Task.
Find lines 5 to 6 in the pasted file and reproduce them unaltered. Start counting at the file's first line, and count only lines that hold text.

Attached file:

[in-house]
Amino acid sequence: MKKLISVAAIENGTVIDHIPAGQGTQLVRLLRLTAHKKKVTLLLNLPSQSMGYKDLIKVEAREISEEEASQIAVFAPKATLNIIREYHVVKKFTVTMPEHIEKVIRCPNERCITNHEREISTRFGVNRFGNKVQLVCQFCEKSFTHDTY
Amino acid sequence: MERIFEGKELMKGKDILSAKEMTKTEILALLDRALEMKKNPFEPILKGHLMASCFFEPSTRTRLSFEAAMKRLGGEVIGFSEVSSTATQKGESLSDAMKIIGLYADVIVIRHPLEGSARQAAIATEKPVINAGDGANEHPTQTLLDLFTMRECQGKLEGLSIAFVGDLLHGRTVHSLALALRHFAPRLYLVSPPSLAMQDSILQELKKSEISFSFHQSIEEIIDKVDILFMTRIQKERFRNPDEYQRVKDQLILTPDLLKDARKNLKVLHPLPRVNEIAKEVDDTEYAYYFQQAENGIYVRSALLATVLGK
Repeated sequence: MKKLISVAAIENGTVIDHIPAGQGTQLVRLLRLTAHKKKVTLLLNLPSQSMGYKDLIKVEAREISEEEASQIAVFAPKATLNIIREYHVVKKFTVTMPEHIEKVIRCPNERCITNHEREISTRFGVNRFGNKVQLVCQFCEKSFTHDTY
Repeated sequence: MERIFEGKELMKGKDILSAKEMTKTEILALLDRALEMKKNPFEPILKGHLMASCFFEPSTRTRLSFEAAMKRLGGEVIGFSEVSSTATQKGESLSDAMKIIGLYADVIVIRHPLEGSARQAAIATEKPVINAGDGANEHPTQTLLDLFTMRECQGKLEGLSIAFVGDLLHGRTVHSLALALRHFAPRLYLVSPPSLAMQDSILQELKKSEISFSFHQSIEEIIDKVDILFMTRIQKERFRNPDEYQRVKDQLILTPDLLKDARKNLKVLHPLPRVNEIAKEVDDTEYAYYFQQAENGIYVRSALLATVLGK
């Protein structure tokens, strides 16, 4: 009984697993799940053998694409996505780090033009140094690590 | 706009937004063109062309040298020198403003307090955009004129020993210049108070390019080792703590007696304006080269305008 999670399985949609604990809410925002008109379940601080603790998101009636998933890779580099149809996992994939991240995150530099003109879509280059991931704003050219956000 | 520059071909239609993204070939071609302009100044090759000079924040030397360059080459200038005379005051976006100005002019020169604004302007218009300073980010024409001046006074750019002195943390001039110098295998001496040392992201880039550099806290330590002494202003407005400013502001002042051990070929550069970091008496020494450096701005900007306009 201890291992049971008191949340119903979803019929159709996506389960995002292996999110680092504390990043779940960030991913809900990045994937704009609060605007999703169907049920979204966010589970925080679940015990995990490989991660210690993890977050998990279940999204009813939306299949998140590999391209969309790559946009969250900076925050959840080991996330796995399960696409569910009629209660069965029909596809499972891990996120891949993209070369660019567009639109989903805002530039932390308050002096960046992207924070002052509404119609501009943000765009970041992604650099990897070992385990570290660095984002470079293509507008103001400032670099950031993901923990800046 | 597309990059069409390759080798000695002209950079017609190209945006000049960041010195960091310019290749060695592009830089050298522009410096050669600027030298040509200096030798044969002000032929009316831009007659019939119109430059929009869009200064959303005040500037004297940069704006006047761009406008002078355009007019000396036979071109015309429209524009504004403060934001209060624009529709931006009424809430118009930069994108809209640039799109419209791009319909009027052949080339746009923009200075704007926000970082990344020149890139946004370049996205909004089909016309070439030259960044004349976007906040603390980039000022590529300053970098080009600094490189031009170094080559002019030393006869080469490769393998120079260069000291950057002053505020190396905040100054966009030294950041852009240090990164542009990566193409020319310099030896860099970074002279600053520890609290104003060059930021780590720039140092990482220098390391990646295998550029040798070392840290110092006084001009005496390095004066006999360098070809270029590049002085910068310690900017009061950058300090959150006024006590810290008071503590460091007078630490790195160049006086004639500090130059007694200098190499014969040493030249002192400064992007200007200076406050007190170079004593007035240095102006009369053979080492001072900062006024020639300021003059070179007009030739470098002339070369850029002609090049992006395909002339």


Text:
Repeated sequence: MERIFEGKELMKGKDILSAKEMTKTEILALLDRALEMKKNPFEPILKGHLMASCFFEPSTRTRLSFEAAMKRLGGEVIGFSEVSSTATQKGESLSDAMKIIGLYADVIVIRHPLEGSARQAAIATEKPVINAGDGANEHPTQTLLDLFTMRECQGKLEGLSIAFVGDLLHGRTVHSLALALRHFAPRLYLVSPPSLAMQDSILQELKKSEISFSFHQSIEEIIDKVDILFMTRIQKERFRNPDEYQRVKDQLILTPDLLKDARKNLKVLHPLPRVNEIAKEVDDTEYAYYFQQAENGIYVRSALLATVLGK
């Protein structure tokens, strides 16, 4: 009984697993799940053998694409996505780090033009140094690590 | 706009937004063109062309040298020198403003307090955009004129020993210049108070390019080792703590007696304006080269305008 999670399985949609604990809410925002008109379940601080603790998101009636998933890779580099149809996992994939991240995150530099003109879509280059991931704003050219956000 | 520059071909239609993204070939071609302009100044090759000079924040030397360059080459200038005379005051976006100005002019020169604004302007218009300073980010024409001046006074750019002195943390001039110098295998001496040392992201880039550099806290330590002494202003407005400013502001002042051990070929550069970091008496020494450096701005900007306009 201890291992049971008191949340119903979803019929159709996506389960995002292996999110680092504390990043779940960030991913809900990045994937704009609060605007999703169907049920979204966010589970925080679940015990995990490989991660210690993890977050998990279940999204009813939306299949998140590999391209969309790559946009969250900076925050959840080991996330796995399960696409569910009629209660069965029909596809499972891990996120891949993209070369660019567009639109989903805002530039932390308050002096960046992207924070002052509404119609501009943000765009970041992604650099990897070992385990570290660095984002470079293509507008103001400032670099950031993901923990800046 | 597309990059069409390759080798000695002209950079017609190209945006000049960041010195960091310019290749060695592009830089050298522009410096050669600027030298040509200096030798044969002000032929009316831009007659019939119109430059929009869009200064959303005040500037004297940069704006006047761009406008002078355009007019000396036979071109015309429209524009504004403060934001209060624009529709931006009424809430118009930069994108809209640039799109419209791009319909009027052949080339746009923009200075704007926000970082990344020149890139946004370049996205909004089909016309070439030259960044004349976007906040603390980039000022590529300053970098080009600094490189031009170094080559002019030393006869080469490769393998120079260069000291950057002053505020190396905040100054966009030294950041852009240090990164542009990566193409020319310099030896860099970074002279600053520890609290104003060059930021780590720039140092990482220098390391990646295998550029040798070392840290110092006084001009005496390095004066006999360098070809270029590049002085910068310690900017009061950058300090959150006024006590810290008071503590460091007078630490790195160049006086004639500090130059007694200098190499014969040493030249002192400064992007200007200076406050007190170079004593007035240095102006009369053979080492001072900062006024020639300021003059070179007009030739470098002339070369850029002609090049992006395909002339």